Tim Dyce, the deputy Tax Office commissioner for private wealth, said it was a big expansion of manpower and resources behind anti-avoidance measures.
“We have some very sophisticated risk engines that identify work that we need to do. We’ve got pretty good engagement with the population that we deal with,” he told The Australian Financial Review.
“A lot of them actually pay a lot of tax, but we’ve also got a very good focus on where we think there’s a difference.
“We’re also putting in place a whole lot of processes designed to prevent problems, rather than just deal with them after the event. We’re focusing very heavily in addition to examinations of the top 500 companies and the top 5000 high wealth individuals and even the population below that.”
Already this financial year, about $16 billion in transactions have been scrutinised, prompting the ATO to approach companies for detailed explanations.
“The balance is now starting to shift,” Mr Dyce said. “We’ve done quite a bit of promotion to the market to say instead of waiting for us to knock on your door, why don’t you knock on ours?”
Since the anti-avoidance taskforce began work in July 2016 an additional $14 billion in tax liabilities have been raised, with about $8.2 billion coming from large groups, companies and wealthy individuals.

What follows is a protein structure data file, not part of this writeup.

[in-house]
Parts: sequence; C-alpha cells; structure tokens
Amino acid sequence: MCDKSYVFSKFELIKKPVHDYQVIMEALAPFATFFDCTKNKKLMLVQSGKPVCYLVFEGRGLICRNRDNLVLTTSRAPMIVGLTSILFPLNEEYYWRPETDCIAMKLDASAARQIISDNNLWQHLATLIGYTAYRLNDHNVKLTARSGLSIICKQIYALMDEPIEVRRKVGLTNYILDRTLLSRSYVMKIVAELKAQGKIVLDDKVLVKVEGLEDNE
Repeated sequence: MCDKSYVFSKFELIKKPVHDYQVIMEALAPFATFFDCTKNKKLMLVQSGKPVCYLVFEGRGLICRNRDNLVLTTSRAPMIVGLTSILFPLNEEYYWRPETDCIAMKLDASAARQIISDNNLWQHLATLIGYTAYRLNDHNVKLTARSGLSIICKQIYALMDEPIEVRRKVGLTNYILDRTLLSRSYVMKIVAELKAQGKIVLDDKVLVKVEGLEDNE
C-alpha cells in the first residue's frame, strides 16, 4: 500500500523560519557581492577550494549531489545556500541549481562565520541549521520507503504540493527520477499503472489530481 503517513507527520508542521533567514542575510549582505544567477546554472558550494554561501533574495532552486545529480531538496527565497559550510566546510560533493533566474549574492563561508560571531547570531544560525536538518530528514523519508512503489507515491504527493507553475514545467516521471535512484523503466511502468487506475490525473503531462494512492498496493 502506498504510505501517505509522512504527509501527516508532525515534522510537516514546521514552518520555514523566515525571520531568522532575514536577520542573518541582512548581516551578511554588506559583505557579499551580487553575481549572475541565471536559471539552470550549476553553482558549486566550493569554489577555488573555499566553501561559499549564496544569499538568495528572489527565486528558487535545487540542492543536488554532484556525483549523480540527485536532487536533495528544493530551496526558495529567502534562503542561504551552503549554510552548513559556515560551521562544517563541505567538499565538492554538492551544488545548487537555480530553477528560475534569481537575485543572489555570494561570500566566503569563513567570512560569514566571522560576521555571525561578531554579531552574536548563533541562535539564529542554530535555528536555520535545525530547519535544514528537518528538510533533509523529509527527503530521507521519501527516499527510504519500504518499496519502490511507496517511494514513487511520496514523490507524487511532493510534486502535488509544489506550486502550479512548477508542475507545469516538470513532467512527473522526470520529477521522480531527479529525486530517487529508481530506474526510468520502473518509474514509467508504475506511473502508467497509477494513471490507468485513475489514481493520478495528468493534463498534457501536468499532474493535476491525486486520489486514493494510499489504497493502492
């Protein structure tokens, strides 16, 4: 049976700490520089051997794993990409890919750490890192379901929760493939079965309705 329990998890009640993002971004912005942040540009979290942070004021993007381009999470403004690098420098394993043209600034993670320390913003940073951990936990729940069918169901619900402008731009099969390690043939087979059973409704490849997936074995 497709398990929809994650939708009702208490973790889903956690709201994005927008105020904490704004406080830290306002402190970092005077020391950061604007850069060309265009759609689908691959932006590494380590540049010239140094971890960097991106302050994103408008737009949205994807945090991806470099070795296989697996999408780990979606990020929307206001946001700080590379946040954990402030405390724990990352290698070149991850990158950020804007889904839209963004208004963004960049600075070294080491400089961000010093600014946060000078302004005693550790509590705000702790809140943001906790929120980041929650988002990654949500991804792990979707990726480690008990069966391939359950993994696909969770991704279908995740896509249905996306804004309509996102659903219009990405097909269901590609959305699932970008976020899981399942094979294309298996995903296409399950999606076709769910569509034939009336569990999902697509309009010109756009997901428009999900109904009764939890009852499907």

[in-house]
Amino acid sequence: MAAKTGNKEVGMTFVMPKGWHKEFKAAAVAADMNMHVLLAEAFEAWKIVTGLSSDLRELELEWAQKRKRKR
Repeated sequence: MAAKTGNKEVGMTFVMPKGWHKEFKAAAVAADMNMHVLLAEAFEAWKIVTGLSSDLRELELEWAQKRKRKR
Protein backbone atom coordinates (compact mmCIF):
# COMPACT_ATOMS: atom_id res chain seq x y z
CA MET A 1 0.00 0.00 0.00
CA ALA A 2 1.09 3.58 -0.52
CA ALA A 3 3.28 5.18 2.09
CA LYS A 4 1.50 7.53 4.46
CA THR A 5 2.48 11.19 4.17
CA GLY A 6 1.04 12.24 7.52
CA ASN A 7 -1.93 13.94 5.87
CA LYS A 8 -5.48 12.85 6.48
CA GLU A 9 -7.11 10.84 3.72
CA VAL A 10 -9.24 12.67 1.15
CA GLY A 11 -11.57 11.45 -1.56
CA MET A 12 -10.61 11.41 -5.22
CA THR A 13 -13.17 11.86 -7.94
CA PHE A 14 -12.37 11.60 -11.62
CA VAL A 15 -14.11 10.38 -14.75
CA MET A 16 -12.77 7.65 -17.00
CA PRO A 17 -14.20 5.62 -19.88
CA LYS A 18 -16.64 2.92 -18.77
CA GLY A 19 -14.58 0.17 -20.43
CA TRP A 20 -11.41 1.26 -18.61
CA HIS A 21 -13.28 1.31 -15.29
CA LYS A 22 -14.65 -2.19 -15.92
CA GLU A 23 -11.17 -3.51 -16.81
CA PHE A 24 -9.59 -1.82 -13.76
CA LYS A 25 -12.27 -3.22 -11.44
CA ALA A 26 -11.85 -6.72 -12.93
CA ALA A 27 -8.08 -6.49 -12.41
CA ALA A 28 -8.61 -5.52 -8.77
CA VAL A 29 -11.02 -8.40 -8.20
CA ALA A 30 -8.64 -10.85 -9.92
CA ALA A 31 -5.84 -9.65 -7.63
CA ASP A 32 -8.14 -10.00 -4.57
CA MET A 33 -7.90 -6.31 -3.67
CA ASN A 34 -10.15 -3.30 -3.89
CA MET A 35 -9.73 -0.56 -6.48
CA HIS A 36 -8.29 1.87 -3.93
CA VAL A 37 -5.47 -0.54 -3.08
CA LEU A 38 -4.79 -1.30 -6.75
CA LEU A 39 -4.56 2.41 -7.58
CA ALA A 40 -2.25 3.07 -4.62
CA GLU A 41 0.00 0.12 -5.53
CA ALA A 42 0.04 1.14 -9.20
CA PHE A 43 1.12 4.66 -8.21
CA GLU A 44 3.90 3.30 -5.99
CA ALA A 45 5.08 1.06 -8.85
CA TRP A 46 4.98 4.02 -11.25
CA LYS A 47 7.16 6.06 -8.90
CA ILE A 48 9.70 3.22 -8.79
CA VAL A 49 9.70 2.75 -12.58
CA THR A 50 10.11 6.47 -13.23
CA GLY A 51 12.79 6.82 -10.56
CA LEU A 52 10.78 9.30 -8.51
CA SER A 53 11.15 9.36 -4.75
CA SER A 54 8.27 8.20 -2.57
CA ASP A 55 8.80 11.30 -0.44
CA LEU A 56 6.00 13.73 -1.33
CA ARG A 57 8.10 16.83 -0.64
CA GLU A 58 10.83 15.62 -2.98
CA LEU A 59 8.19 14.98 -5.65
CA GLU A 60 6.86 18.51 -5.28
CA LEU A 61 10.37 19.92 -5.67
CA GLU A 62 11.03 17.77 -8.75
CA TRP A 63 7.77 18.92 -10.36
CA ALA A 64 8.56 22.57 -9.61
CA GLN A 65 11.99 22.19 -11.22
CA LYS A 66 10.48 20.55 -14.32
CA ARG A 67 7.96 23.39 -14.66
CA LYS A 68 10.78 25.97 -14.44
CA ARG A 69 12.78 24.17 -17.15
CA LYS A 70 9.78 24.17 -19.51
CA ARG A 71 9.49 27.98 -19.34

“There will be revenue delivered from our program,” Mr Dyce said.
“Get your house in order if you want to and you can make the process a bit less painful.”
BDO tax partner Carlo Moretti said the expanded crackdown on wealthy businesses and related families made sense for the federal budget.
“There’s gold in them hills,” he said. “The message is private families really need to review their tax affairs.
“Spider charts are being compiled, covering who associates are, who do they do business with, who are their joint venture partners, even who are the key executives. There’s a lot of profiling and data analytics going into it.
“When you ramp up an anti-avoidance taskforce in this way, it’s clear that they must be seeing trends that are worrying them. Obviously they must think that there’s more revenue to be had.”
The ATO is preparing to release its latest tax gap analysis for individuals in early 2020.
In 2018, the gap was estimated to be worth $8.7 billion, or 6.4 per cent of the total tax take. That figure was more than three times the estimated loss from large companies.